Now every time the wind blows, I remember what may be the most important moment of my life. I remember what the cardinal means to me. Hope. Hope for peace and happiness. Hope for lasting love and an abundant life. Those dreams have begun to become true in my life. That is a miracle.
I’ve fought enough battles to know every day won’t be easy. When I started this blog, I wasn’t sure what to name it. I settled on “One Man’s War.” I had it half right. It is a war. It will never fully go away. But I no longer fight it alone.
I will win it one way or the other, because like Roman soldiers who hooked their shields together for battle, I now fight it with the help of others. And an Almighty and Everlasting God who will never forsake me.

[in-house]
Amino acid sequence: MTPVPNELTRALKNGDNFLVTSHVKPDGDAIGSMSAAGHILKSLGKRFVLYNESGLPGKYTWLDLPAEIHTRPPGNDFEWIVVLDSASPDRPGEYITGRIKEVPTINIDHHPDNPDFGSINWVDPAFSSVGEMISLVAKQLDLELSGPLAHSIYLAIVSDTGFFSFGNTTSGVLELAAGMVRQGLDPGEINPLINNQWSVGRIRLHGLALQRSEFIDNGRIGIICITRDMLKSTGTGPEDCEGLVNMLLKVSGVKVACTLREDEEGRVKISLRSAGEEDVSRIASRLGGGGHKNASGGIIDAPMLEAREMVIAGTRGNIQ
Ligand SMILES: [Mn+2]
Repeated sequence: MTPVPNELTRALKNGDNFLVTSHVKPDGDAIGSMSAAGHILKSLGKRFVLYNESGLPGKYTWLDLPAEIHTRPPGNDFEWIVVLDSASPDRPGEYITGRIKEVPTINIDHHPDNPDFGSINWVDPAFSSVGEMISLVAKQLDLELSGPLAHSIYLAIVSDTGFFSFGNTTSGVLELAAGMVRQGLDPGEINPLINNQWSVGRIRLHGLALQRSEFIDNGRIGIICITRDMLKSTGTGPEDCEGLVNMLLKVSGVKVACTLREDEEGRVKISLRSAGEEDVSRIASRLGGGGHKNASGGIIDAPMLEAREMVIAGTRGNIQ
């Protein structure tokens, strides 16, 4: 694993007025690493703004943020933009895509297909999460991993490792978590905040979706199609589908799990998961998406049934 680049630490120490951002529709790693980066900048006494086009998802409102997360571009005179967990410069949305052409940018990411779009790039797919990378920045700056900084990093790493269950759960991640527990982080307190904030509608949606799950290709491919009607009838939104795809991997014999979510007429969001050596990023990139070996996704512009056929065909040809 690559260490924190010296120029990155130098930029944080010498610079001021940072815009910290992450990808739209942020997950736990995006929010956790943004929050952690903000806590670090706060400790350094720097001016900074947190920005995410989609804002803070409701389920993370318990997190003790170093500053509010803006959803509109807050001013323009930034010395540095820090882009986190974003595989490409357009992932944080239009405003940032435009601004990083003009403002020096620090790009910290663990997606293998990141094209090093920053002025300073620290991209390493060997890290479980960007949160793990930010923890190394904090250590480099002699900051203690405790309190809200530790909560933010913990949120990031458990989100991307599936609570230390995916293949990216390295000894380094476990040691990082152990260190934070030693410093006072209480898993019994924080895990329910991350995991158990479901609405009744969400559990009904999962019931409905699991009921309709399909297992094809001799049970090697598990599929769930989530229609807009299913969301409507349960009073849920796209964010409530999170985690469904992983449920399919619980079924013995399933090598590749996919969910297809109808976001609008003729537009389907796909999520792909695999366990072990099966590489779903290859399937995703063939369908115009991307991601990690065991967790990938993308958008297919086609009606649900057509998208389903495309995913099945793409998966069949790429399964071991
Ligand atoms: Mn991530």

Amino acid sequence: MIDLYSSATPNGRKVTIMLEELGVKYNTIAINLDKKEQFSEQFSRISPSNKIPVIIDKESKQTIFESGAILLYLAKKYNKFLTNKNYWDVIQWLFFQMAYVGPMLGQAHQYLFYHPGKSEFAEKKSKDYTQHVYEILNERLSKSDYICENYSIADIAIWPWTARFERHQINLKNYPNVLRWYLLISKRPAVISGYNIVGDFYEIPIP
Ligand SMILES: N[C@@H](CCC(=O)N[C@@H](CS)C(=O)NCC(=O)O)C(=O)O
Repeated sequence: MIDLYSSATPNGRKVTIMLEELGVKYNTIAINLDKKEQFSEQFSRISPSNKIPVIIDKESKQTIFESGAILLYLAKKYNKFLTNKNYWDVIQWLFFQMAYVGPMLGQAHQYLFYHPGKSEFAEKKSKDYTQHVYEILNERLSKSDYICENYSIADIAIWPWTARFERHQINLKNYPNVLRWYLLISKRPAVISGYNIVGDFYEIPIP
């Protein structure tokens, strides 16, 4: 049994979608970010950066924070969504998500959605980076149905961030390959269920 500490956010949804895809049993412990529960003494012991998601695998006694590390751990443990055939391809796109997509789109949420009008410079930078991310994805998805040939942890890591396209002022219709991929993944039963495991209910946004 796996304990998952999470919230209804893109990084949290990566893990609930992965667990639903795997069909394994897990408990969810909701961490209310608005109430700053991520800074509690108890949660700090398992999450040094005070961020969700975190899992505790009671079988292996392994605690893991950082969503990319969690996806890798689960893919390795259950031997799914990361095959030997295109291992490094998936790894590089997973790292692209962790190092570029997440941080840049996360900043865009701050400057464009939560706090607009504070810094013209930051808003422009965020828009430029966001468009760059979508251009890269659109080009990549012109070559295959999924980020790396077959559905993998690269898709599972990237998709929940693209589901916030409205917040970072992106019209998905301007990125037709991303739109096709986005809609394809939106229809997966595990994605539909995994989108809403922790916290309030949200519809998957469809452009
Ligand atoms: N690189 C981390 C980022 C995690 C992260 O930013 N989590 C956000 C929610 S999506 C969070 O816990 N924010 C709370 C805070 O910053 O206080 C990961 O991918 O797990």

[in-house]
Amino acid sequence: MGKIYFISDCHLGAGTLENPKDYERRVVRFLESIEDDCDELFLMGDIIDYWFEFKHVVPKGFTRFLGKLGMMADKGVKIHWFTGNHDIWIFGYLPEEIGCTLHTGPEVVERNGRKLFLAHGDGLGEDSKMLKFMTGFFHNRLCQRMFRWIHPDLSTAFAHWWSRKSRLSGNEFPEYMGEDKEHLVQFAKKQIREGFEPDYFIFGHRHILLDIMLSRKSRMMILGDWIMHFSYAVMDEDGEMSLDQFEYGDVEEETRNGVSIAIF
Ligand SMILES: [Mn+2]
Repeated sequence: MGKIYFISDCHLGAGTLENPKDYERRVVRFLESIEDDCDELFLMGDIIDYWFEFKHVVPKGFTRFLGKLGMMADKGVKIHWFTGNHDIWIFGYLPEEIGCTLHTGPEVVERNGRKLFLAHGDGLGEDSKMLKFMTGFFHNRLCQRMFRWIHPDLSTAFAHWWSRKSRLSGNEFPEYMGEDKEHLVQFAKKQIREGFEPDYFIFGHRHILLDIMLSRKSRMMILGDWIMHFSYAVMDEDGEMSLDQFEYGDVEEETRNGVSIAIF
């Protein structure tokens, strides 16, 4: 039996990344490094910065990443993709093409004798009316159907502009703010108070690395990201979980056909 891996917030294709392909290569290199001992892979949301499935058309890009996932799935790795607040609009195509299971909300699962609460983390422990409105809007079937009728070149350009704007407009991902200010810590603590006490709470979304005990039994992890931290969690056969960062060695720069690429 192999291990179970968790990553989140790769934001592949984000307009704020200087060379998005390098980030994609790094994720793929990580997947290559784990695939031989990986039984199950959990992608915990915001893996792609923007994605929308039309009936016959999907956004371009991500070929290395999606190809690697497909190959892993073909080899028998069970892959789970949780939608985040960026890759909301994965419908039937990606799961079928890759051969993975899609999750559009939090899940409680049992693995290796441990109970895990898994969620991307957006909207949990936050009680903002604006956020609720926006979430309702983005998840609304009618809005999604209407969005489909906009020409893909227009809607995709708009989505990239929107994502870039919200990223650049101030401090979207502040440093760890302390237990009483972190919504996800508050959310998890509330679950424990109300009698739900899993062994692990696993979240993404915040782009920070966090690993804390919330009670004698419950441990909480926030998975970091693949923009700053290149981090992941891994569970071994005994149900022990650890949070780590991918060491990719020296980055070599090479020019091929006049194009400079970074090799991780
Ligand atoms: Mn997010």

I took another sip of coffee and drank in the beauty of that winter morning, knowing spring will soon arrive. The rich Arabica blend with a touch of sweet cream made me think.
This is what victory tastes like. Thanks be to God.

December 7, 2016

Peace in the storm

By Jack Smith

Ever flip open the Bible and land on a verse you desperately needed that moment? Happened to me today. I want to share it with anyone who's struggling or suffering. It's helped me many times.

When the storms come, I eventually quit praying for them to go away, and I starting praying for peace in the storm. It seems to help.

My heart is with my friends who are hurting today. Friends I know and friends not yet made. May you find peace in the storm. 

"Consider it pure joy, my brothers, whenever you face trials of many kinds, because you know that the testing of your faith develops perseverance. Perseverance must finish its work so that you may be mature and complete, not lacking anything." 

James 1:2-4

November 29, 2016

Let's talk about youth suicide before it's too late


By Jack Smith